In this paper, I present genetic data from native Siberian and indigenous

populations of North America that help to address questions

about the process and timing of the peopling of the Americas. These

new genetic data indicate that Eskimoan- and Athapaskan-speaking

populations are genetically distinct from one another, as well as each

to Amerindian groups, and that the formation of these circumarctic

populations was the result of two population expansions that occurred

after the initial expansion of settlement of the Americas. Our high-resolution

analysis of Y chromosome haplogroup Q has also reshaped the

organization of this lineage, making connections between New World

and Old World populations more apparent and demonstrating that

southern Altaians and Native Americans share a recent common ancestor.

The data also make clear that Y-chromosomal diversity among the

first Native Americans was greater than previously recognized. Overall,

these results greatly enhance our understanding of the peopling of

Siberia and the Americas from both mtDNA and Y-chromosome


“Genetic genealogy” has become a fashionable buzzword, but to my knowledge few research studies or blogs and hardly any commercial tests authentically combine the two concepts. According to genealogy, I myself am about one-quarter Choctaw-Cherokee and three-quarters European. But genetics says my mitochondrial line (U2e) is Eurasian, even though I have traced it to a Cherokee woman who married the Indian trader Enoch Jordan about 1790 in north Georgia.  Estimates from other “genetic genealogy” companies for my Native American ancestry, and I’ve taken them all, range from 0% (23&me) to 8% (Family Tree DNA, AncestryByDNA).

DNA Consultants, the company I founded in 2003, does not give percentages of ancestry by policy, but half my top matches in our autosomal analysis are Native American, and North Asian/Siberian is No. 1 in my megapopulation result, followed by Central Asian and Native American (and only distantly by Northern European). On an autosomal approach, if not haplogroup basis, my genes are Native American, which is how I self-identify. If I were to be pulled over for being a brown person in the state of Arizona, where I currently reside, and Sheriff Joe ran my DNA profile numbers through the system he would find that I am 15 times more likely to be North Asian than Northern European, and twice as likely to be American Indian than East Asian, European American or Iberian American (Hispanic).

Read the whole analysis of my personal genetics, with actual reports from various companies, in the Cherokee Results pages on the DNA Consultants website. You may also find an extended study showing what autosomal DNA can do at:

Reconstructing Your Ancestry and Parentage (blog post, March 14, 2012)

If and when geneticists get serious about identifying the European sources of the American Indian gene pool, and hopefully they will round up not just one suspect (Denmark?), I would like for those who get paid and promoted to study us to please consider the following points:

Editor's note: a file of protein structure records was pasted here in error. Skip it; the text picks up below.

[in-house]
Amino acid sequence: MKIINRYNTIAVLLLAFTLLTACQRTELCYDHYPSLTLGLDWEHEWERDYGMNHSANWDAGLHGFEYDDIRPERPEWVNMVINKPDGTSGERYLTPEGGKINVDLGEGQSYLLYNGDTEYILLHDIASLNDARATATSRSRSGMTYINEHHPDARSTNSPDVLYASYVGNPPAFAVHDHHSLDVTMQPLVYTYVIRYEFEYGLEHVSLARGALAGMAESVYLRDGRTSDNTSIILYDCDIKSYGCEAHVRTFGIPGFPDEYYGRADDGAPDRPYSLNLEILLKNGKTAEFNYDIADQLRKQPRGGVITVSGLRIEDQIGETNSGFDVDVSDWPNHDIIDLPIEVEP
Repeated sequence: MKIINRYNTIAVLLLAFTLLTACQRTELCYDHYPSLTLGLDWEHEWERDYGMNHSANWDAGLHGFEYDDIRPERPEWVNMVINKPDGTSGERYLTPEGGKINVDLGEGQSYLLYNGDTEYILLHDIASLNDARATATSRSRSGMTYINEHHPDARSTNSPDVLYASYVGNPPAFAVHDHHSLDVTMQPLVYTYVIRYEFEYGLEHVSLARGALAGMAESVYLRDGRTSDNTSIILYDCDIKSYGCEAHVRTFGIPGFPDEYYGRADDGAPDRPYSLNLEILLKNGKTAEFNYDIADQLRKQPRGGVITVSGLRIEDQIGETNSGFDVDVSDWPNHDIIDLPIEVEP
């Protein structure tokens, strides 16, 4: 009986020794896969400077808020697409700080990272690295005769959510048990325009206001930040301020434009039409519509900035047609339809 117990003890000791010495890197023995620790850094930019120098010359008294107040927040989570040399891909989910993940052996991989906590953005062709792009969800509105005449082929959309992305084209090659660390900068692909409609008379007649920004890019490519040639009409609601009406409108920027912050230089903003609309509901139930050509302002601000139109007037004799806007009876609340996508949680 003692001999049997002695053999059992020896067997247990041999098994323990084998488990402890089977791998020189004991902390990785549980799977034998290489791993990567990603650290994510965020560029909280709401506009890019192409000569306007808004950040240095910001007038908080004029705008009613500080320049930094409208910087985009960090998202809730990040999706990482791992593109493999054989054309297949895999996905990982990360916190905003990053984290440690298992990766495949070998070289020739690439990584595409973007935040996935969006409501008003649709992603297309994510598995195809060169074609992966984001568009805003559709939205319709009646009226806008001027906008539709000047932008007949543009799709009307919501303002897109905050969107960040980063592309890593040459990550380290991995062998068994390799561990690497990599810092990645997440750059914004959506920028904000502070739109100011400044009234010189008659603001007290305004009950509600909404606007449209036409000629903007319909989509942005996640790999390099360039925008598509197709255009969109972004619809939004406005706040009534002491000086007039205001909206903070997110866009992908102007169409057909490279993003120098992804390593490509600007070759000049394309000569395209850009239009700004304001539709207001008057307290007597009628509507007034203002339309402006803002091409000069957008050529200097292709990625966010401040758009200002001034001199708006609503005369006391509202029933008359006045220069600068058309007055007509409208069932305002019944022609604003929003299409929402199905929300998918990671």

—First New Cherokee Data Published in More Than Ten Years (announcement, August 1, 2012) – in-house study described numerous instances of U, findings published in Donald Yates’ Old World Roots of the Cherokee.

—Stephen C. Jett, who taught geography at The Ohio State University 1963-1964 and then at the University of California, Davis, serving thrice as Geography chair and becoming emeritus in 2000, current editor of Pre-Columbiana, has frequently pointed out that just because Native American haplogroups match Siberian haplogroups doesn’t mean the population of either Native America or Siberia was the same in remote history as today. He considered this a big fallacy of Big Science.

—Constantine Rafinesque, whose History of the American Indians was the first and most comprehensive treatment of the subject, believed all the early settlers of the Americas came “through the Atlantic,” and only beginning about 1000 BCE did the Iztacans and Oguzians (Central Asian Turkic peoples) arrive. See our blog: American Indian and Turkic People Share Deep Ancestry (June 6, 2012).

—Canadian environmentalist Farley Mowat, the author of thirty-seven books, has constantly challenged the conventional knowledge that Vikings were the first Europeans to reach North America. In The Farfarers he describes the Alban people of Old Europe as visitors and colonists from the time when walrus hunters discovered the sea routes to the West before the Bronze Age. America’s original name of the White (or Beautiful) Land is mentioned by Rafinesque and in Hindu, Greek, Egyptian, Mesopotamian, Arabic, Algonquian Indian, Irish, Norse and Chinese accounts.  See “An Interview with Farley Mowat” on YouTube.